“Are hedge fund fees too high?” That’s one question we’re asking folks at the SALT Conference in Las Vegas, the must-attend hedge fund conference event of year hosted by SkyBridge Capital’s Anthony Scaramucci.
Since the financial crisis, hedge funds for the most part have struggled to produce strong returns relative to passive strategies (ie. mutual funds), making it difficult to justify the fees they’re paid. Last fall, the California Public Employees’ Retirement System (CalPERS) said it’s dumping all of its hedge fund investments partly because of the fees.
Typically, fund managers are paid through a compensation structure commonly known as the “2 and 20,” which stands for a 2% management fee and a 20% performance fee. More specifically, “2 and 20” means a hedge fund manager would charge investors 2% of total assets under management and 20% of any profits. The fees can vary from fund to fund, with some charging less and others charging more such as “3 and 30.”
On Tuesday, Institutional Investor published their annual “Rich List” of the highest earning fund managers. The aggregate earnings of the top 25 fund managers was about $US12 billion, which was half of what was made in 2013.
2014 was a lacklustre year though. Last year, the S&P 500, a common benchmark for evaluating hedge fund performance, rose 13%. Hedge funds, on average, returned only 3.78% , according to the research firm Preqin.
So we’ve asked SALT attendees, “Are hedge fund fees too high?”
- “Hell yeah, they’re high,” one hedge fund investor said. “Some of them deserve it. They’re smart people,” he said, adding that it’s just the industry standard.
- “Don’t get me started,” one senior-level hedge funder told us. He pointed to a copy of Wednesday’s Financial Times, which has a front-page story about called “Top 25 hedge fund earners pocket $US12bn (in mediocre year).” This, the hedge funder explained, makes the fees look bad.
- “It’s an interesting debate,” another hedge funder at a top firm said. “No hedge fund manager is ever going to say fees are too high.”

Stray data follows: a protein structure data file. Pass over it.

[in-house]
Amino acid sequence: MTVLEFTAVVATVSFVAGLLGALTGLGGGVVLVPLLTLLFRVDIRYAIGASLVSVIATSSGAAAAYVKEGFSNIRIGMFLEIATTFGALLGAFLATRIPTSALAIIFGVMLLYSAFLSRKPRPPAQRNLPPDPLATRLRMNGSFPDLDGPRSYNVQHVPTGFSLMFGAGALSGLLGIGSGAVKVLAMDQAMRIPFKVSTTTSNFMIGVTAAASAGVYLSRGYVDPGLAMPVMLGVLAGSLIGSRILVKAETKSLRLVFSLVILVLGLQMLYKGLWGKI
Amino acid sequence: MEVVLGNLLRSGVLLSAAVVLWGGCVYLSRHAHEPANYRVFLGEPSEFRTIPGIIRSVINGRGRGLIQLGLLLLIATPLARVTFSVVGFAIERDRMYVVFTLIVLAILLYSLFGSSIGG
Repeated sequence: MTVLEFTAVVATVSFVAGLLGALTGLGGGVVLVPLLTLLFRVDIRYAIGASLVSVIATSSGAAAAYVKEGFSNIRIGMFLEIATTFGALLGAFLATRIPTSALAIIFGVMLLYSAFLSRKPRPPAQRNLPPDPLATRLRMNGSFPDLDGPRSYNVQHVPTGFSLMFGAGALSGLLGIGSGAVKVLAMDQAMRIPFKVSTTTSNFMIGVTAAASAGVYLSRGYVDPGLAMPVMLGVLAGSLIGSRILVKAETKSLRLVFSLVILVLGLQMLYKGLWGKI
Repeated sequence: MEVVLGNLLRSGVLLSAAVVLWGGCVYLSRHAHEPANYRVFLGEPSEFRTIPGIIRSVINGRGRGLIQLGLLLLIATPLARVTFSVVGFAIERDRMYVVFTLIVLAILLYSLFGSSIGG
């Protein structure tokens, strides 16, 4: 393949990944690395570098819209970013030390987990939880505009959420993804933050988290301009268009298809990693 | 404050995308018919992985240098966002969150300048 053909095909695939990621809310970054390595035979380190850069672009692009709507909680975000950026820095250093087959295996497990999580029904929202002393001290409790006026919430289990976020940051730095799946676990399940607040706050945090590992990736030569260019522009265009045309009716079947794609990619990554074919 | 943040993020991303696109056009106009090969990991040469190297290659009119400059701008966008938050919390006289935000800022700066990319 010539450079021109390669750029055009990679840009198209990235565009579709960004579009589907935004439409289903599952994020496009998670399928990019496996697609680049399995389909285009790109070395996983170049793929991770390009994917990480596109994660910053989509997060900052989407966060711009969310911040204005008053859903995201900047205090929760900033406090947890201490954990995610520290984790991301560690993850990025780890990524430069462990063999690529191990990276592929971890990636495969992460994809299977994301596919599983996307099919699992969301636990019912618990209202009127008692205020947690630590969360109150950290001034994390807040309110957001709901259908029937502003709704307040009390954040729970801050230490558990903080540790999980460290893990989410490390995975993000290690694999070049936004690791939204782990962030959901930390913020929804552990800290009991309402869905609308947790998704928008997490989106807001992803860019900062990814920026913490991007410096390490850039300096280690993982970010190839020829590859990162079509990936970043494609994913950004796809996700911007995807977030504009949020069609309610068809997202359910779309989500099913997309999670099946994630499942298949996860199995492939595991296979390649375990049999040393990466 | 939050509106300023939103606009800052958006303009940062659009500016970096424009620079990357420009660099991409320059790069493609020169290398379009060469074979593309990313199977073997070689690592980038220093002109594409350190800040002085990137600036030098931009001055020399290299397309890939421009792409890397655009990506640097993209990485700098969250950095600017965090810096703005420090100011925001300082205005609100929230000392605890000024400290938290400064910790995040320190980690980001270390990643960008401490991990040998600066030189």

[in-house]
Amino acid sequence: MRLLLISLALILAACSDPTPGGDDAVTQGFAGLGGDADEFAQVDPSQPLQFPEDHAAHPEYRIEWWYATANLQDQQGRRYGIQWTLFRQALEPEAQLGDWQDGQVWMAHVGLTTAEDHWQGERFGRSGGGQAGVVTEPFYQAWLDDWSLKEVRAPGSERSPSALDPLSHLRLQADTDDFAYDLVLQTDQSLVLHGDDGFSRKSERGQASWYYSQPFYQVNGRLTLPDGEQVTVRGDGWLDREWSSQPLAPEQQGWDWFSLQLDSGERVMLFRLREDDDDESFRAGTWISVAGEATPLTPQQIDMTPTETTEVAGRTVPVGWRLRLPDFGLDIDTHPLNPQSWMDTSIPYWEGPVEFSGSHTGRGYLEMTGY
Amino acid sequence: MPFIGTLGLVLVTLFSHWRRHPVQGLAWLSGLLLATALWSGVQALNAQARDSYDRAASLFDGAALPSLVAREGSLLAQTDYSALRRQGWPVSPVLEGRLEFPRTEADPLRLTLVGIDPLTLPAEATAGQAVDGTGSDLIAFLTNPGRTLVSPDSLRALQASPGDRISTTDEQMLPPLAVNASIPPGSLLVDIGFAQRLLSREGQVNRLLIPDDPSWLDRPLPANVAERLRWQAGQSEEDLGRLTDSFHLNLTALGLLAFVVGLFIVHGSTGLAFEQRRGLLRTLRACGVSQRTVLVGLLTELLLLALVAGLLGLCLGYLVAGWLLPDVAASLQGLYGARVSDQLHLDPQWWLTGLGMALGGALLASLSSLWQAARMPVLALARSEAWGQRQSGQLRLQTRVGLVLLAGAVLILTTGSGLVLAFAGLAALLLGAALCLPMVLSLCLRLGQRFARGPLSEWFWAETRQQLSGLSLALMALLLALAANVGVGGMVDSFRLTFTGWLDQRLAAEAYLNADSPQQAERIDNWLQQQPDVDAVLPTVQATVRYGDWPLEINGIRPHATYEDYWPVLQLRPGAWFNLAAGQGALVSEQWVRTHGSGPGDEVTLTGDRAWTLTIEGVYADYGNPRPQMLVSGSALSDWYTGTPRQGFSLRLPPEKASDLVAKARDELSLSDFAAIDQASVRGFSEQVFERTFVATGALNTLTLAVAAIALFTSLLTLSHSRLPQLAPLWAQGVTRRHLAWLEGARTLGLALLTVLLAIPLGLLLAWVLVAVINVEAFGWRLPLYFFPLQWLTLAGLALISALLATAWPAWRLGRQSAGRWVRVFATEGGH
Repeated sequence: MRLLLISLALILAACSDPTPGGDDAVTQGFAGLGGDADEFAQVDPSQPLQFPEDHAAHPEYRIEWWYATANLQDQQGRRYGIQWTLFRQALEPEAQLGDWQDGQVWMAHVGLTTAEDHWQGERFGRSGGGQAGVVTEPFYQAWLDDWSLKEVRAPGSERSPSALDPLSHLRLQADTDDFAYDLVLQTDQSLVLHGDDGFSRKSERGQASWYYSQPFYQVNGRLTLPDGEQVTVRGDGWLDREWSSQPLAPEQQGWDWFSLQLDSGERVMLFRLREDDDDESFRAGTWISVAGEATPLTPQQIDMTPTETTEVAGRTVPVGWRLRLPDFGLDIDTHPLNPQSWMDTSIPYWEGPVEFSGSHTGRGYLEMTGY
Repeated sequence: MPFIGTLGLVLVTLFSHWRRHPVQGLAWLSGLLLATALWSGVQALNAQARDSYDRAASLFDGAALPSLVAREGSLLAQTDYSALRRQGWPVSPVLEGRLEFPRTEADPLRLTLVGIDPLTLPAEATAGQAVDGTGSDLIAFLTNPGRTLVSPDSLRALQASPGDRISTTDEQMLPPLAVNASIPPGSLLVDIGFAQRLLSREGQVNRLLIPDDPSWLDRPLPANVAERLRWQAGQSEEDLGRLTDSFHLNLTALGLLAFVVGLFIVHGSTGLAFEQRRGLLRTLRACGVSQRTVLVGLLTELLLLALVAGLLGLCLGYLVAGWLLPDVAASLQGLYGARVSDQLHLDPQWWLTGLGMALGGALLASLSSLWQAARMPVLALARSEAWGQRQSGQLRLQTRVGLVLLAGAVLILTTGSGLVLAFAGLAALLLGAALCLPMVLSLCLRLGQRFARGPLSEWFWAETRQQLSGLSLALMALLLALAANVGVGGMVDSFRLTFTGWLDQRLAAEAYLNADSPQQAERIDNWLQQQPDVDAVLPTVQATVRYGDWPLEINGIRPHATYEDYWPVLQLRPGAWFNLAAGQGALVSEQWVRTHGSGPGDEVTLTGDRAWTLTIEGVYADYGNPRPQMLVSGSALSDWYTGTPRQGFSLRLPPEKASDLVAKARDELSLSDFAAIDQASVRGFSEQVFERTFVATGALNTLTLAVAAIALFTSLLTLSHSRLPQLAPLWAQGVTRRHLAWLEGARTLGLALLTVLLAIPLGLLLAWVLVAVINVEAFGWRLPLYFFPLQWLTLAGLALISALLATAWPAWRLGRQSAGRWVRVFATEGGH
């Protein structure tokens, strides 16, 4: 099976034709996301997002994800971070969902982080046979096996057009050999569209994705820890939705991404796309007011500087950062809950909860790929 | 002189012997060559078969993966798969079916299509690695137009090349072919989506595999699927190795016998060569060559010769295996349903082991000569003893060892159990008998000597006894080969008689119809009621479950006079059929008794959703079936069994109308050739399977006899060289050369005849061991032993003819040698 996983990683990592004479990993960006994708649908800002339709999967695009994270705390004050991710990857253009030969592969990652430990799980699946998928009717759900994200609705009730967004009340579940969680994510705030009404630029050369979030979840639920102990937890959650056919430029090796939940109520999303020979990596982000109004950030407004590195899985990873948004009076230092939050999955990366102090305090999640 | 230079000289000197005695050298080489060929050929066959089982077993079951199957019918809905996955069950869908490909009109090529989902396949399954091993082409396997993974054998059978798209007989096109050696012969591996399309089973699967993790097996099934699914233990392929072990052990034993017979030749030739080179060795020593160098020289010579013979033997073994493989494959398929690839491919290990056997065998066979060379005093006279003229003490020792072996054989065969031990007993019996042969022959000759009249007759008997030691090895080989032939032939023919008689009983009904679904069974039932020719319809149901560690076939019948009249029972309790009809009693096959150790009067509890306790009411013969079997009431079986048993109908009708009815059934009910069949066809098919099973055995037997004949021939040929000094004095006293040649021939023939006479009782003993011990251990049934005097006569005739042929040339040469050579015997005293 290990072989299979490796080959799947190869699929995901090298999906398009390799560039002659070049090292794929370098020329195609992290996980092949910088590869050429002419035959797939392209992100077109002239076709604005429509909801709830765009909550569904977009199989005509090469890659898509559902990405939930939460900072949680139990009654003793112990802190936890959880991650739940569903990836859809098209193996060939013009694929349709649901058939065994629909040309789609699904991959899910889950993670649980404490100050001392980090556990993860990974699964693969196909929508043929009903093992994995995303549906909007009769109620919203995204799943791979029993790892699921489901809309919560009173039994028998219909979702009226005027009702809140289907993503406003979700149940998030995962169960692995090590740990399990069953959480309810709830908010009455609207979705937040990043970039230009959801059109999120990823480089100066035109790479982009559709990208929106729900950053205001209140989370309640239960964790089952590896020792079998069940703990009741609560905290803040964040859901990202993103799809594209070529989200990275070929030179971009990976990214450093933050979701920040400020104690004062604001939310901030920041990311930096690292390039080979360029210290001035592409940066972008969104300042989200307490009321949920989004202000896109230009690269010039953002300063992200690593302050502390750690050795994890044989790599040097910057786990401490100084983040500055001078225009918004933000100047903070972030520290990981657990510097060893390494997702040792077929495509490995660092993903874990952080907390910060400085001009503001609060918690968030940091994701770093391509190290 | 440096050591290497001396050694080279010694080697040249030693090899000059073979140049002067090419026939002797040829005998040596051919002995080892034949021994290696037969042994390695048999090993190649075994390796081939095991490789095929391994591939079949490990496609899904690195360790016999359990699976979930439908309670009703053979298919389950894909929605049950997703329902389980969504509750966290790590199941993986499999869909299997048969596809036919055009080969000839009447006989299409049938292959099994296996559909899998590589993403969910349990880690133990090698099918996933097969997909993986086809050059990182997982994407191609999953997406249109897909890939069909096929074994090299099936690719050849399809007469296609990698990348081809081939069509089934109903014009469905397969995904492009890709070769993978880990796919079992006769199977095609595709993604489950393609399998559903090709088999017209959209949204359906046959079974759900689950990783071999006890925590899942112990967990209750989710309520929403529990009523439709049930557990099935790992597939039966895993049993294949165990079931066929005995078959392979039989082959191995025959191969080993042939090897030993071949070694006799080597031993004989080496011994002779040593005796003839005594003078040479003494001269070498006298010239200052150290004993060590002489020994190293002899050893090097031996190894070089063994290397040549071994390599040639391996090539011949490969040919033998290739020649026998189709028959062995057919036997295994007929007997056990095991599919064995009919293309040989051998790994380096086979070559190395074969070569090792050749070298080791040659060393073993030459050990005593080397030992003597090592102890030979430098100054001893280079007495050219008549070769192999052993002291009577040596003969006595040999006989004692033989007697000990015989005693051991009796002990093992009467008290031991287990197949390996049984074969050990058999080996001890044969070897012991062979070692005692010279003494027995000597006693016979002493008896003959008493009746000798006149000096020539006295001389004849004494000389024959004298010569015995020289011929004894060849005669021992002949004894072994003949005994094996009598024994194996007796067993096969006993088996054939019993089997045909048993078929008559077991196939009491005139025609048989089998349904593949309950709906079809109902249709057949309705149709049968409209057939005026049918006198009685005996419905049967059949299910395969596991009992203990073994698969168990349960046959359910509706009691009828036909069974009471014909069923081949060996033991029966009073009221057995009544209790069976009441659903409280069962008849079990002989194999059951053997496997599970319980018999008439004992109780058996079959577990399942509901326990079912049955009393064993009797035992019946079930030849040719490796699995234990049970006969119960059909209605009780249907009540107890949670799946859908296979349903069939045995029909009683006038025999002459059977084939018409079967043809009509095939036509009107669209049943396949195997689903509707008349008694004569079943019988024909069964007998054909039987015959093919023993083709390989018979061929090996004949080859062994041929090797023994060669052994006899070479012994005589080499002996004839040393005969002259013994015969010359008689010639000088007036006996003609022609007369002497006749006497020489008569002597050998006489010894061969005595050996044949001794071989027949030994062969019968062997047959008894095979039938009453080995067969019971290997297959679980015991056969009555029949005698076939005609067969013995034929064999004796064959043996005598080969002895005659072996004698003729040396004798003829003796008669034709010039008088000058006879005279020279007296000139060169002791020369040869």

- One long-time Wall Street veteran with many years working with hedge funds had one solution to see if fees are justifiable. “See if the guys who are paid the most have the most exiting investors because that’s the real test as to whether or not they are being paid too much.” In other words, correlate the amount of money they paid with the exits and correlate the amount of money they are paid with the returns. “When you have those two correlations, then you have the answer to your question.”
The topic of fees also came up on one of the SALT panels featuring several fund managers. One of our friends was kind enough to share his notes:
On fees. There are 2 kinds of investors. Net return investors and Pension Plan type investors. The net return investor is not as focused on fees. They are OK paying fees if they get net returns. The Pension Fund / Institutional Investor feel obligated to start with a lower fee schedule and sometimes miss out on Alpha generating funds due to penny wise pound foolish investors. But they all agree that funds are more flexible for large investments because it lowers overall percentage of operating costs.
Nobody at a cocktail party brags about their low fees. It is more important to people to make money or not lose as much and that’s what is important. But fees are definitely negotiable. Sometimes adjusting lockups for longer periods of time in the funds is greeted with lower fee schedules.